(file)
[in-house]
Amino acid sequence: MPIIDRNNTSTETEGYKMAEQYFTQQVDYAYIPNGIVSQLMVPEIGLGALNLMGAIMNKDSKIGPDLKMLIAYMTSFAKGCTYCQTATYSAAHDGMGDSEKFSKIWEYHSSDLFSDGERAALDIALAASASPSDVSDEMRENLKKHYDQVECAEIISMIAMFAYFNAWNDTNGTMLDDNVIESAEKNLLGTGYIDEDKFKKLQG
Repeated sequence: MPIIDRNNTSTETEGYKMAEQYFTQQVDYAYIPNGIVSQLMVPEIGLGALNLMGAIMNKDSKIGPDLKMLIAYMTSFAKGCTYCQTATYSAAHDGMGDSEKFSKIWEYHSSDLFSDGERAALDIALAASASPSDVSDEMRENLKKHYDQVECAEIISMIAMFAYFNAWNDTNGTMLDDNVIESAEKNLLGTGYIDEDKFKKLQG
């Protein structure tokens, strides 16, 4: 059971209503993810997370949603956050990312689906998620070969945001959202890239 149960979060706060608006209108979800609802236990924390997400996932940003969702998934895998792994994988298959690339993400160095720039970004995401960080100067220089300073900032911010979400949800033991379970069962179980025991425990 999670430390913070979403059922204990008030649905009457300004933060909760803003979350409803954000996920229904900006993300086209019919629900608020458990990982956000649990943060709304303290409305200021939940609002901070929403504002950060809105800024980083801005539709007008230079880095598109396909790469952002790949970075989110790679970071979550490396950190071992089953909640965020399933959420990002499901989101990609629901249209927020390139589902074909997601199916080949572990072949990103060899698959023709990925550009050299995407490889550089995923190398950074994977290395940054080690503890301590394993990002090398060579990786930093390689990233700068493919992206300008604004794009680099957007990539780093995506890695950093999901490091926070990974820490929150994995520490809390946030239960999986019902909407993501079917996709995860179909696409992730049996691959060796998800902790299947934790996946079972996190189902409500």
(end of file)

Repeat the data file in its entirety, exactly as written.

[in-house]
Amino acid sequence: MPIIDRNNTSTETEGYKMAEQYFTQQVDYAYIPNGIVSQLMVPEIGLGALNLMGAIMNKDSKIGPDLKMLIAYMTSFAKGCTYCQTATYSAAHDGMGDSEKFSKIWEYHSSDLFSDGERAALDIALAASASPSDVSDEMRENLKKHYDQVECAEIISMIAMFAYFNAWNDTNGTMLDDNVIESAEKNLLGTGYIDEDKFKKLQG
Repeated sequence: MPIIDRNNTSTETEGYKMAEQYFTQQVDYAYIPNGIVSQLMVPEIGLGALNLMGAIMNKDSKIGPDLKMLIAYMTSFAKGCTYCQTATYSAAHDGMGDSEKFSKIWEYHSSDLFSDGERAALDIALAASASPSDVSDEMRENLKKHYDQVECAEIISMIAMFAYFNAWNDTNGTMLDDNVIESAEKNLLGTGYIDEDKFKKLQG
């Protein structure tokens, strides 16, 4: 059971209503993810997370949603956050990312689906998620070969945001959202890239 149960979060706060608006209108979800609802236990924390997400996932940003969702998934895998792994994988298959690339993400160095720039970004995401960080100067220089300073900032911010979400949800033991379970069962179980025991425990 999670430390913070979403059922204990008030649905009457300004933060909760803003979350409803954000996920229904900006993300086209019919629900608020458990990982956000649990943060709304303290409305200021939940609002901070929403504002950060809105800024980083801005539709007008230079880095598109396909790469952002790949970075989110790679970071979550490396950190071992089953909640965020399933959420990002499901989101990609629901249209927020390139589902074909997601199916080949572990072949990103060899698959023709990925550009050299995407490889550089995923190398950074994977290395940054080690503890301590394993990002090398060579990786930093390689990233700068493919992206300008604004794009680099957007990539780093995506890695950093999901490091926070990974820490929150994995520490809390946030239960999986019902909407993501079917996709995860179909696409992730049996691959060796998800902790299947934790996946079972996190189902409500």